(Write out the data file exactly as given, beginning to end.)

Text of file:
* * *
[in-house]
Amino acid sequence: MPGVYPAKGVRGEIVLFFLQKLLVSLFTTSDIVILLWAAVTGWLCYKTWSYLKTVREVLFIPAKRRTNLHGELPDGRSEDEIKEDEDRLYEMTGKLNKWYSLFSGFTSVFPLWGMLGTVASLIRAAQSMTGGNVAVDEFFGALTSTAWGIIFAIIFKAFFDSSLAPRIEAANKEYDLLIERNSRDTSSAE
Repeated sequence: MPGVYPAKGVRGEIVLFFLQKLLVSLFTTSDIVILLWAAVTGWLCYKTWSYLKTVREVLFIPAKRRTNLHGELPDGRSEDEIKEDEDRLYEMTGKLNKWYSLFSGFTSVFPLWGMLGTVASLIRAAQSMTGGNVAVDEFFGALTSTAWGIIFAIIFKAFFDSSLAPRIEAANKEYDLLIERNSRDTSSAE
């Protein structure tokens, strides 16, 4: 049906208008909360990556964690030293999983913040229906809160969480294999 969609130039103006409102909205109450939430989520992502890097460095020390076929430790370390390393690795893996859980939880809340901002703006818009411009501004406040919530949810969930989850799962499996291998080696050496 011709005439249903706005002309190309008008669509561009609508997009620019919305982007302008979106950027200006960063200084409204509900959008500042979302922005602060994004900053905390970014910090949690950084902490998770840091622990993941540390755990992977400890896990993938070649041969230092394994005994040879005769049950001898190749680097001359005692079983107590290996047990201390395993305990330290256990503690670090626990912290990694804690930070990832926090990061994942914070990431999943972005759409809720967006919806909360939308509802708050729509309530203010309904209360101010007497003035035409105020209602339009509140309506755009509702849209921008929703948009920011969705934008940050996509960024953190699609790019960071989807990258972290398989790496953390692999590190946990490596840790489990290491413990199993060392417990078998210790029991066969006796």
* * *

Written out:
[in-house]
Amino acid sequence: MPGVYPAKGVRGEIVLFFLQKLLVSLFTTSDIVILLWAAVTGWLCYKTWSYLKTVREVLFIPAKRRTNLHGELPDGRSEDEIKEDEDRLYEMTGKLNKWYSLFSGFTSVFPLWGMLGTVASLIRAAQSMTGGNVAVDEFFGALTSTAWGIIFAIIFKAFFDSSLAPRIEAANKEYDLLIERNSRDTSSAE
Repeated sequence: MPGVYPAKGVRGEIVLFFLQKLLVSLFTTSDIVILLWAAVTGWLCYKTWSYLKTVREVLFIPAKRRTNLHGELPDGRSEDEIKEDEDRLYEMTGKLNKWYSLFSGFTSVFPLWGMLGTVASLIRAAQSMTGGNVAVDEFFGALTSTAWGIIFAIIFKAFFDSSLAPRIEAANKEYDLLIERNSRDTSSAE
């Protein structure tokens, strides 16, 4: 049906208008909360990556964690030293999983913040229906809160969480294999 969609130039103006409102909205109450939430989520992502890097460095020390076929430790370390390393690795893996859980939880809340901002703006818009411009501004406040919530949810969930989850799962499996291998080696050496 011709005439249903706005002309190309008008669509561009609508997009620019919305982007302008979106950027200006960063200084409204509900959008500042979302922005602060994004900053905390970014910090949690950084902490998770840091622990993941540390755990992977400890896990993938070649041969230092394994005994040879005769049950001898190749680097001359005692079983107590290996047990201390395993305990330290256990503690670090626990912290990694804690930070990832926090990061994942914070990431999943972005759409809720967006919806909360939308509802708050729509309530203010309904209360101010007497003035035409105020209602339009509140309506755009509702849209921008929703948009920011969705934008940050996509960024953190699609790019960071989807990258972290398989790496953390692999590190946990490596840790489990290491413990199993060392417990078998210790029991066969006796």